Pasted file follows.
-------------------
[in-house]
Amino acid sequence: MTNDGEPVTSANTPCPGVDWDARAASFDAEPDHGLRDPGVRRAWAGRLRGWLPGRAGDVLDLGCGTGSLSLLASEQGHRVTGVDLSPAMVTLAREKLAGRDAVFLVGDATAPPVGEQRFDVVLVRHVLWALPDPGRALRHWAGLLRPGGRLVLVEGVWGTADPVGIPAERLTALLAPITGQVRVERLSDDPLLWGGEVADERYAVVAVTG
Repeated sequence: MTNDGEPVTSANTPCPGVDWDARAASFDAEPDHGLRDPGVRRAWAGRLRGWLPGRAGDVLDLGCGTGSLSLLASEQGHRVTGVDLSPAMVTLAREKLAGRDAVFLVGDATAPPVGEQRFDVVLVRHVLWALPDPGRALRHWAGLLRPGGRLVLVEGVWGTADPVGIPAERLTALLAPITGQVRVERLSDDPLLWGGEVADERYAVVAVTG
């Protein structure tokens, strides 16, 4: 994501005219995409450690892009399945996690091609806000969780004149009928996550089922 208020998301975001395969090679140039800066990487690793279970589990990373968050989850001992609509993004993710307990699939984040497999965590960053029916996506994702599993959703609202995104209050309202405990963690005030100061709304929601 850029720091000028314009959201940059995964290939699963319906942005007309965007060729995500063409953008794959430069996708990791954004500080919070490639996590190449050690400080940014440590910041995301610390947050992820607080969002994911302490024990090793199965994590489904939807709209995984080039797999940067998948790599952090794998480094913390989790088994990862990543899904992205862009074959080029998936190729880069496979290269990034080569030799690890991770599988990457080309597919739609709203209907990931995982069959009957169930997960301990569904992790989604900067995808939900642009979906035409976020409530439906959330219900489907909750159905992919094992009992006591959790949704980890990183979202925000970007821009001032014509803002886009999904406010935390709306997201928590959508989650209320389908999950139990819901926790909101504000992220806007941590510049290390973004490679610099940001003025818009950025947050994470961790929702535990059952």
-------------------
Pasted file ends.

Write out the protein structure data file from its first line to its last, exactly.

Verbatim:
[in-house]
Amino acid sequence: MTNDGEPVTSANTPCPGVDWDARAASFDAEPDHGLRDPGVRRAWAGRLRGWLPGRAGDVLDLGCGTGSLSLLASEQGHRVTGVDLSPAMVTLAREKLAGRDAVFLVGDATAPPVGEQRFDVVLVRHVLWALPDPGRALRHWAGLLRPGGRLVLVEGVWGTADPVGIPAERLTALLAPITGQVRVERLSDDPLLWGGEVADERYAVVAVTG
Repeated sequence: MTNDGEPVTSANTPCPGVDWDARAASFDAEPDHGLRDPGVRRAWAGRLRGWLPGRAGDVLDLGCGTGSLSLLASEQGHRVTGVDLSPAMVTLAREKLAGRDAVFLVGDATAPPVGEQRFDVVLVRHVLWALPDPGRALRHWAGLLRPGGRLVLVEGVWGTADPVGIPAERLTALLAPITGQVRVERLSDDPLLWGGEVADERYAVVAVTG
């Protein structure tokens, strides 16, 4: 994501005219995409450690892009399945996690091609806000969780004149009928996550089922 208020998301975001395969090679140039800066990487690793279970589990990373968050989850001992609509993004993710307990699939984040497999965590960053029916996506994702599993959703609202995104209050309202405990963690005030100061709304929601 850029720091000028314009959201940059995964290939699963319906942005007309965007060729995500063409953008794959430069996708990791954004500080919070490639996590190449050690400080940014440590910041995301610390947050992820607080969002994911302490024990090793199965994590489904939807709209995984080039797999940067998948790599952090794998480094913390989790088994990862990543899904992205862009074959080029998936190729880069496979290269990034080569030799690890991770599988990457080309597919739609709203209907990931995982069959009957169930997960301990569904992790989604900067995808939900642009979906035409976020409530439906959330219900489907909750159905992919094992009992006591959790949704980890990183979202925000970007821009001032014509803002886009999904406010935390709306997201928590959508989650209320389908999950139990819901926790909101504000992220806007941590510049290390973004490679610099940001003025818009950025947050994470961790929702535990059952």